Chapter 1:
Display data in a Form

We’ll create an app that shows information about your favorite movie. We’ll use data bindings to display data from a dictionary into Anvil components.

Step 1: Create your Anvil app

Log in to Anvil and click ‘Create a new app’. Choose the Material Design 3 theme.

That gives us an app with a Form named Form1.

Step 2: Add components to your form

We’ll build our UI by dragging-and-dropping components from the Toolbox into the page.

We want to display the movie name, the year it was released, the name of the director, and a summary of the movie’s plot.

Add eight Labels Label icon, four for the titles of what we’re displaying and four for the values to display. We’ll also add a Label into the title slot.

The app should look something like this:

Step 3: Initialize data sources

The next step is setting up our data source.

Every Anvil component and Form has an item property, meant specifically for storing data of any kind. Our data source will be a dictionary that we’ll store in the item property of our Form.

Let’s go to the Editor’s Code view and create this dictionary in the __init__ function of the form:

class Form1(Form1Template):
    def __init__(self, **properties):
        self.item = {
            'movie_name': 'Back to the Future',
            'year': 1985,
            'director': 'Robert Zemeckis',
            'summary': 'Doc Brown invents a nuclear powered time machine, which Marty McFly '
                       'then uses to nearly erase himself from existence.'
        # Set Form properties and Data Bindings.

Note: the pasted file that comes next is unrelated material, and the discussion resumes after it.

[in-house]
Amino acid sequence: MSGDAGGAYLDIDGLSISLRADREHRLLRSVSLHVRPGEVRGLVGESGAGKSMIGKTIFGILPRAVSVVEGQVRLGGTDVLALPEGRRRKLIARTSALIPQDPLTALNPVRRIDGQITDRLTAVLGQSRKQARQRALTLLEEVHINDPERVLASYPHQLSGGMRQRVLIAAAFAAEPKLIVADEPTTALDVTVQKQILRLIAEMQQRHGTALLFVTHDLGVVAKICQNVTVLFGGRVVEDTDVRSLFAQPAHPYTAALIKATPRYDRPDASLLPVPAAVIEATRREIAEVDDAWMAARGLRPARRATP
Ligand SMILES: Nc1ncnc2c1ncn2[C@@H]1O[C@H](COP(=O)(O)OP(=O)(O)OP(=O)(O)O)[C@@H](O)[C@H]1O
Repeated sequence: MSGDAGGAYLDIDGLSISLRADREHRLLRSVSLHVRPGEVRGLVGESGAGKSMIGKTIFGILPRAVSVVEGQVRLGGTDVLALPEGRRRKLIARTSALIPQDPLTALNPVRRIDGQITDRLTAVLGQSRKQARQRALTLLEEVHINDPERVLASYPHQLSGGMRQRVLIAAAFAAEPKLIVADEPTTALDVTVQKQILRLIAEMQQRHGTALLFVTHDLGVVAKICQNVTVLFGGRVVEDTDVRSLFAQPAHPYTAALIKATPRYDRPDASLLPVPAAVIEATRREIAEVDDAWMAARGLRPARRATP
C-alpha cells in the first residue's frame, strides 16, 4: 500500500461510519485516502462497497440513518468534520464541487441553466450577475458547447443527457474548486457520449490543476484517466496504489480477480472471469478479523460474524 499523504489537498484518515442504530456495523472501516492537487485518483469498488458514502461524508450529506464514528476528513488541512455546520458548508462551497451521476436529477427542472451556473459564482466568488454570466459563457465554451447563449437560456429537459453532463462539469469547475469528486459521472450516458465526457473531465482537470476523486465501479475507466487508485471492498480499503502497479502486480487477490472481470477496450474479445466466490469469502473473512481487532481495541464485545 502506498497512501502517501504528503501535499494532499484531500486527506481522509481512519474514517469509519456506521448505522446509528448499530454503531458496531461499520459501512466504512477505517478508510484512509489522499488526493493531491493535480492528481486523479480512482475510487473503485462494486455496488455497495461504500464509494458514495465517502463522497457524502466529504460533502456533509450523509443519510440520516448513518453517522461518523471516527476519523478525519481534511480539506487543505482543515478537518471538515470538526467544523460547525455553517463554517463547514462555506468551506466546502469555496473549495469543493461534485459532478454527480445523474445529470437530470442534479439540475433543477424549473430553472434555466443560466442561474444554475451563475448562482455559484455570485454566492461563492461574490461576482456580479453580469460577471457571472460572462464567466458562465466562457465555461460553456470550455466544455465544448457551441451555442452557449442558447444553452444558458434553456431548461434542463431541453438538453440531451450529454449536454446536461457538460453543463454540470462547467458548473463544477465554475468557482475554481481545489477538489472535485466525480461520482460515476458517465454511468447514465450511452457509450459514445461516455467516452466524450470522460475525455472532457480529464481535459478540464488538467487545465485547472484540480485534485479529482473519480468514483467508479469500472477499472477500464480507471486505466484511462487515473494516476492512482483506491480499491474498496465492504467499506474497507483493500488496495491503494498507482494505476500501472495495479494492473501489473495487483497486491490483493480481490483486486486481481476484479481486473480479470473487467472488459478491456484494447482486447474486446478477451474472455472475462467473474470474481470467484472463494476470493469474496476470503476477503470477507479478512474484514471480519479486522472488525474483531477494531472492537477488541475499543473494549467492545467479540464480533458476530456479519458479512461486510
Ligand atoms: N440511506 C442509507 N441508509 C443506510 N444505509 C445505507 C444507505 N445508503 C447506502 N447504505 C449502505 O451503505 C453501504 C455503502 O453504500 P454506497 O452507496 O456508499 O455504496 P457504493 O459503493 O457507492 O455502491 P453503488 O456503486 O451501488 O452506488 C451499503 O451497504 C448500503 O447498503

Note that the dictionary is created before the call to self.init_components. This is because the data bindings are processed in that call, so our data source (the self.item dictionary) must be set up before that.

Step 4: Set up data bindings

Now we need to tell Anvil what data to associate with which components (e.g. the data bindings). We’ll bind the data from our self.item dictionary to the text property of the Labels we just added.

To set up a data binding, click on the component that you want to have Anvil automatically set. I’ll start with the label that will hold the name of the movie.

You can find the text property at the top of the Properties Panel. We could type something in there but that would then always show that text. Instead, click the link icon to the right of the text property. This will cause the display to change and the link icon to turn blue, indicating that the data binding is active.

The input field for the text property changes to a dictionary key after clicking on the link icon.

Set this data binding to the movie_name key of our dictionary:

We’ll now do the same for the other labels, using self.item['year'] for the year the movie was released, self.item['director'] for the director’s name, and self.item['summary'] for the plot summary.

After those are set up, we can double check that the data bindings are correct by looking at the Form’s Data Binding summary. You can find this by selecting your Form and scrolling to the bottom of the Properties Panel.

Step 5: Run the app

Your data bindings are all set! We’ve told the components which variables to pull data from to populate their text properties.

Run the app now and see the information about your movie displayed in the Form. We didn’t need to use any code to set the text properties of any of the Labels, they were all set through the data bindings we set up in the Labels’ text properties.

In chapter two, we’ll look at how to add edit functionality to our app.

Chapter complete

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